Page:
Two Midwestern economists suggest youth unemployment will cause long-time trouble for the U.S. economy. Creighton University economist Ernie Goss says it’s a “huge concern.”
“We have young men and women, boys and girls in high school and college who graduate without every having had a job,” Goss says. “I mean, this is a remarkable time.”
In the year 2000, about 42 percent of teenagers had a paying job. Today, only 25 percent of teens work. Iowa State University economist Dave Swenson says the country needs a productive, young workforce.
“We don’t need a productive old workforce,” Swenson says. “We need skilled, motivated, well-trained, educated people to come all the way up, plus people that have learned how to work.”
According to the most recent statistics, 11 percent of Iowans under the age of 24 were unemployed and that doesn’t factor in college graduates who gave up their job search and went back to school for another degree. Swenson says youth unemployment is even more “severe” among minorities, especially in urban areas.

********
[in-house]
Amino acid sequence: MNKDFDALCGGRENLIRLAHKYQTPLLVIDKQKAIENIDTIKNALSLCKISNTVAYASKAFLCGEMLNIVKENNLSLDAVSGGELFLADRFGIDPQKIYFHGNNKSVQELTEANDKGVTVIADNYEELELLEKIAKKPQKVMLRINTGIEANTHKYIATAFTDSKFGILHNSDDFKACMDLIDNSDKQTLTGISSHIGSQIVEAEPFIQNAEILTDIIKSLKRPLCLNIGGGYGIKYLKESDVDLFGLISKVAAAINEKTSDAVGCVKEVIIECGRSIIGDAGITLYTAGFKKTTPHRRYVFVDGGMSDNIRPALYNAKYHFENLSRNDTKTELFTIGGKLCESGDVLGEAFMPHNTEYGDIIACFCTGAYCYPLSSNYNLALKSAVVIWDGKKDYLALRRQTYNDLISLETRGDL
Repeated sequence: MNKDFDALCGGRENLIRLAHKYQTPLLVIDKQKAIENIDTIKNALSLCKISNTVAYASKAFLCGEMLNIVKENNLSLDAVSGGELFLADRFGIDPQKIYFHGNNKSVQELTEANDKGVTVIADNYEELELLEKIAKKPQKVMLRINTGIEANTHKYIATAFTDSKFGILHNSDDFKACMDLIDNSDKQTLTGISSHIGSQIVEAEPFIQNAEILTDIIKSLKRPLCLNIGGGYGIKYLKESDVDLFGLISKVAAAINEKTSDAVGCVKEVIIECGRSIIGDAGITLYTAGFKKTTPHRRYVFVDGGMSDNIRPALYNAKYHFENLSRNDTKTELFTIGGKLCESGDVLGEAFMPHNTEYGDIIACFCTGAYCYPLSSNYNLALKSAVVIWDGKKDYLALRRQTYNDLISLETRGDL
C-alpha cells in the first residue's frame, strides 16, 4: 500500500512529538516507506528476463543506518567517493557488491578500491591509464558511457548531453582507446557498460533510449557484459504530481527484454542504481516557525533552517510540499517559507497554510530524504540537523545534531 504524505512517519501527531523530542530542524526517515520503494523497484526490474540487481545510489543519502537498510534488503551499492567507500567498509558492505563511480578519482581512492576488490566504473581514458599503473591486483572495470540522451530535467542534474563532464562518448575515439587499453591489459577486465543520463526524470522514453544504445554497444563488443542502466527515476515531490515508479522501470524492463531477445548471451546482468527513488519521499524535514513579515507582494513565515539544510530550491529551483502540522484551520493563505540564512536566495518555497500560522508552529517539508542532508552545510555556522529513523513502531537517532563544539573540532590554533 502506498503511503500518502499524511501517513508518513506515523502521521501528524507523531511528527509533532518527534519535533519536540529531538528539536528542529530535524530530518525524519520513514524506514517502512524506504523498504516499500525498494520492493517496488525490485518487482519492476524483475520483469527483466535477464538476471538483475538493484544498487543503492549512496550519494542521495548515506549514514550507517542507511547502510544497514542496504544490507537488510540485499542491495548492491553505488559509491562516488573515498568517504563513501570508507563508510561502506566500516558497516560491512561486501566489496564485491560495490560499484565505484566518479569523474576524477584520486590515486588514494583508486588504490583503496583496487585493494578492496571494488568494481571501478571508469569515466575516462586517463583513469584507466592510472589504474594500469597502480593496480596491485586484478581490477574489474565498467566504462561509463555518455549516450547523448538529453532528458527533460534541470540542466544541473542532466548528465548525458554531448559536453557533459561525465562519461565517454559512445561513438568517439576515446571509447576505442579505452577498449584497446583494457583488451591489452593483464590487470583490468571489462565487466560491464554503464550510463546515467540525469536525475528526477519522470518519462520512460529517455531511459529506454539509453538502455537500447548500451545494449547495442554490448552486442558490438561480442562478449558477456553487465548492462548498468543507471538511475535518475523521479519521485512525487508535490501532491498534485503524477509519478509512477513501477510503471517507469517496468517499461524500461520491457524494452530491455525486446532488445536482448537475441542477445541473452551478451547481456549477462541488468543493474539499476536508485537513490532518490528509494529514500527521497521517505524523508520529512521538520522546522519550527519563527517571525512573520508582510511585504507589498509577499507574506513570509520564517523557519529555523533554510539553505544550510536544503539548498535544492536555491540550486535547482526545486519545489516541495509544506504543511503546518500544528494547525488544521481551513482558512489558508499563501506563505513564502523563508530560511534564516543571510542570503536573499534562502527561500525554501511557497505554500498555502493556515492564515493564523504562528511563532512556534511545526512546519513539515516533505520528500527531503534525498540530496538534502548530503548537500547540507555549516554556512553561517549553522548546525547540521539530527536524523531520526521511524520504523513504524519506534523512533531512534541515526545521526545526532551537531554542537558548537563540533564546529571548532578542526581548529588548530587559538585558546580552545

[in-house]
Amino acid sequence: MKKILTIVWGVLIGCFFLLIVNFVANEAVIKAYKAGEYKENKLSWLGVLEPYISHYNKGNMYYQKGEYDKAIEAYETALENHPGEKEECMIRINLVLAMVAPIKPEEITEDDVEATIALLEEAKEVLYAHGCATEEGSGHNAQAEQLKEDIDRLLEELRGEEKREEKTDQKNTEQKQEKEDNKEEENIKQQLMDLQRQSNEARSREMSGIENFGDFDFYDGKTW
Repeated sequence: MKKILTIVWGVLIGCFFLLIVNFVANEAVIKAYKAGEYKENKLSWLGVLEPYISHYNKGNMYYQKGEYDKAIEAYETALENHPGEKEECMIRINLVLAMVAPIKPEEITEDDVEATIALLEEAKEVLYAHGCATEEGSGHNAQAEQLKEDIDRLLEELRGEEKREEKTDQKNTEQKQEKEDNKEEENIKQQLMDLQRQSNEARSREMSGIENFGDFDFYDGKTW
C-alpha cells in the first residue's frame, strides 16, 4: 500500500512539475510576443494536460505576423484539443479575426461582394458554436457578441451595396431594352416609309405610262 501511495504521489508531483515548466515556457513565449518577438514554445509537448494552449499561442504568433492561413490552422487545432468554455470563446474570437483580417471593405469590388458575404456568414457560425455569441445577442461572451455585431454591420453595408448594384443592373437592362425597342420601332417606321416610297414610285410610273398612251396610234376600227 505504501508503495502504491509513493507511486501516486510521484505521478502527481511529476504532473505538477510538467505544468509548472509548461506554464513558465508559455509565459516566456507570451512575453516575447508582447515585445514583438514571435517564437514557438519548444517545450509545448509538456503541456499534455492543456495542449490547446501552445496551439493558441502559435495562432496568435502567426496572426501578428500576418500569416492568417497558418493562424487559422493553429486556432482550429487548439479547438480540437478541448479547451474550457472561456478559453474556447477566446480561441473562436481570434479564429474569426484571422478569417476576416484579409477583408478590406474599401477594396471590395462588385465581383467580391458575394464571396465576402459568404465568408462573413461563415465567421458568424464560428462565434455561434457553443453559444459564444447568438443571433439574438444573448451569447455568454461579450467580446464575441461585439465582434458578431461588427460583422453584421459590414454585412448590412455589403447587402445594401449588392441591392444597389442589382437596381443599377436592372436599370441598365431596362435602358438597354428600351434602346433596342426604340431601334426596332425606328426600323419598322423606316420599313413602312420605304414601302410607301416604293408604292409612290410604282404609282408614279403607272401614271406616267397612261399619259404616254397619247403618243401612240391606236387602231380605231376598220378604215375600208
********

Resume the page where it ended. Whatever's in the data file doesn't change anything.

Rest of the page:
“So you end up getting two groups of the population,” Swenson says, “those with meaningful attachment to the workforce and the labor conditions and those that struggle.”
Still, Iowa’s youth unemployment rate is about five percent below the national average. Nationally, there are an estimated six million Americans in the 16- to 24-year-old age group who want to work, but can’t find a job.
The two economists made their comments during a recent appearance on Iowa Public Television’s “Iowa Press” program.